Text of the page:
## Monday, March 27, 2006

### Yum! Topic: Inequalities. Level: Olympiad.

Problem: Let $a,b,c$ be positive reals such that $a^2+b^2+c^2 = 3$. Prove that

$\frac{a}{a^3+a^2+4}+\frac{b}{b^3+b^2+4}+\frac{c}{c^3+c^2+4} \le \frac{1}{2}$.

Solution: We will use a method of solving inequalities called "Isolated Fudging." Since the variables are separated we will prove an inequality for each individual term. We guess that there exists a real $k$ such that

$\frac{a}{a^3+a^2+4} \le \frac{1}{6}+ka^2-k$.

Doing the same for each variable and summing up, we see that this will prove the result. To find $k$, we throw in some calculus (the part ensuing is not necessary in a formal solution write-up, so you don't need to include any calculus in the "official" solution).

Let $f(a) = \frac{1}{6}+ka^2-k-\frac{a}{a^3+a^2+4}$. Differentiating with respect to $a$, we have

$f^{\prime}(a) = 2ak-\frac{(a^3+a^2+4)-a(3a^2+2a)}{(a^3+a^2+4)^2}$.

Looking at the equality case in the problem, we see that $a = b = c = 1$. So if our guess is correct, then $f^{\prime}(1) = 0$. So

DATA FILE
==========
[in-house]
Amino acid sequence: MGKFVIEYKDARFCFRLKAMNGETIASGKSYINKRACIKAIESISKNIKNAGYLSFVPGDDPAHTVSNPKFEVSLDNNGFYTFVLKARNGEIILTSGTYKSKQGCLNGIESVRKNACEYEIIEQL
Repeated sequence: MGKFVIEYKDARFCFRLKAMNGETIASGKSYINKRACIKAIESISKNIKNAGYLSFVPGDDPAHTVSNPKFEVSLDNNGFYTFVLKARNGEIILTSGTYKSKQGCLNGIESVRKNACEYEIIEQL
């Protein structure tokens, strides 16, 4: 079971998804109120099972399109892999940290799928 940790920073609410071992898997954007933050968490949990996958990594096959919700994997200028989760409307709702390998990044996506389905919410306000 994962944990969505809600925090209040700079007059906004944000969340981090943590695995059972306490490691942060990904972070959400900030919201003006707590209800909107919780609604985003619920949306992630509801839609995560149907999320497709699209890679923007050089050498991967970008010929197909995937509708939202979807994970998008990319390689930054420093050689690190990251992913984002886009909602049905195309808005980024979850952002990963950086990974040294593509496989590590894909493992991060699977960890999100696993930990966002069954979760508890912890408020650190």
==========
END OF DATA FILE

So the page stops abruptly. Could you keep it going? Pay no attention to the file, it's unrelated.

$f^{\prime}(1) = 2k-\frac{1}{36} = 0 \Rightarrow k = \frac{1}{72}$.

Now back to the solution. It remains to show that

$\frac{a}{a^3+a^2+4} \le \frac{1}{6}+\frac{1}{72}a^2-\frac{1}{72} = \frac{11}{72}+\frac{1}{72}a^2$,

which is equivalent to

$72a \le (a^3+a^2+4)(a^2+11)$,

or

$0 \le (a-1)^2(a^3+3a^2+16a+44)$.

Since $a$ is a positive real, we have $a^3+3a^2+16a+44 > 0$ and $(a-1)^2 \ge 0$, so it is true. Hence

$\frac{a}{a^3+a^2+4}+\frac{b}{b^3+b^2+4}+\frac{c}{c^3+c^2+4} \le \left(\frac{11}{72}+\frac{1}{72}a^2\right) + \left(\frac{11}{72}+\frac{1}{72}b^2\right) + \left(\frac{11}{72}+\frac{1}{72}c^2\right) = \frac{1}{2}$,

as desired. QED.

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Comment: Isolated Fudging is a pretty neat trick and there are many variations on it, which are nice to learn. It lets you come up with solutions that have extremely strange numbers but magically work out.

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Practice Problem: (2005 IMO - #3) Prove that for all positive $a,b,c$ with product at least $1$,

$\frac{a^5-a^2}{a^5+b^2+c^2} + \frac{b^5-b^2}{b^5+c^2+a^2} + \frac{c^5-c^2}{c^5+a^2+b^2} \ge 0$.

1. 2.